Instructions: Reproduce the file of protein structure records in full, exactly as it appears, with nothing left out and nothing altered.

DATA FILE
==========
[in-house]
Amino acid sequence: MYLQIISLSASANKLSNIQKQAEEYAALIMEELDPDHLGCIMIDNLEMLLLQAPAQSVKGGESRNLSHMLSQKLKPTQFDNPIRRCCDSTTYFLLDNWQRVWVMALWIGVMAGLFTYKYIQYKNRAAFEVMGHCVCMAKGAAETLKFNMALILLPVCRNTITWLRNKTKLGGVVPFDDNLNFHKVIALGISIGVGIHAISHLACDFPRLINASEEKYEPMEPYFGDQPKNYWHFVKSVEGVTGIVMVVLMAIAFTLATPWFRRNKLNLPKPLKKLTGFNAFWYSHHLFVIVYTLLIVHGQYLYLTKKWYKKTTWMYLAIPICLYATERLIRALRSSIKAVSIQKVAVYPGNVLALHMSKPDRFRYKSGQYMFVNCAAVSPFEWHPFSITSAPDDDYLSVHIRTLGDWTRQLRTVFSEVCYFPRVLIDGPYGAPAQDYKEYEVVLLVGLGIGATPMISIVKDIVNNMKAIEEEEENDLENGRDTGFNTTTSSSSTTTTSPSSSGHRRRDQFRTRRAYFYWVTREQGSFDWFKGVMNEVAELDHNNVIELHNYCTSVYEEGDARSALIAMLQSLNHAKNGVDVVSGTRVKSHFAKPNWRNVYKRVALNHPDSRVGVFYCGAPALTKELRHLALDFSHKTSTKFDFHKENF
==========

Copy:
[in-house]
Amino acid sequence: MYLQIISLSASANKLSNIQKQAEEYAALIMEELDPDHLGCIMIDNLEMLLLQAPAQSVKGGESRNLSHMLSQKLKPTQFDNPIRRCCDSTTYFLLDNWQRVWVMALWIGVMAGLFTYKYIQYKNRAAFEVMGHCVCMAKGAAETLKFNMALILLPVCRNTITWLRNKTKLGGVVPFDDNLNFHKVIALGISIGVGIHAISHLACDFPRLINASEEKYEPMEPYFGDQPKNYWHFVKSVEGVTGIVMVVLMAIAFTLATPWFRRNKLNLPKPLKKLTGFNAFWYSHHLFVIVYTLLIVHGQYLYLTKKWYKKTTWMYLAIPICLYATERLIRALRSSIKAVSIQKVAVYPGNVLALHMSKPDRFRYKSGQYMFVNCAAVSPFEWHPFSITSAPDDDYLSVHIRTLGDWTRQLRTVFSEVCYFPRVLIDGPYGAPAQDYKEYEVVLLVGLGIGATPMISIVKDIVNNMKAIEEEEENDLENGRDTGFNTTTSSSSTTTTSPSSSGHRRRDQFRTRRAYFYWVTREQGSFDWFKGVMNEVAELDHNNVIELHNYCTSVYEEGDARSALIAMLQSLNHAKNGVDVVSGTRVKSHFAKPNWRNVYKRVALNHPDSRVGVFYCGAPALTKELRHLALDFSHKTSTKFDFHKENF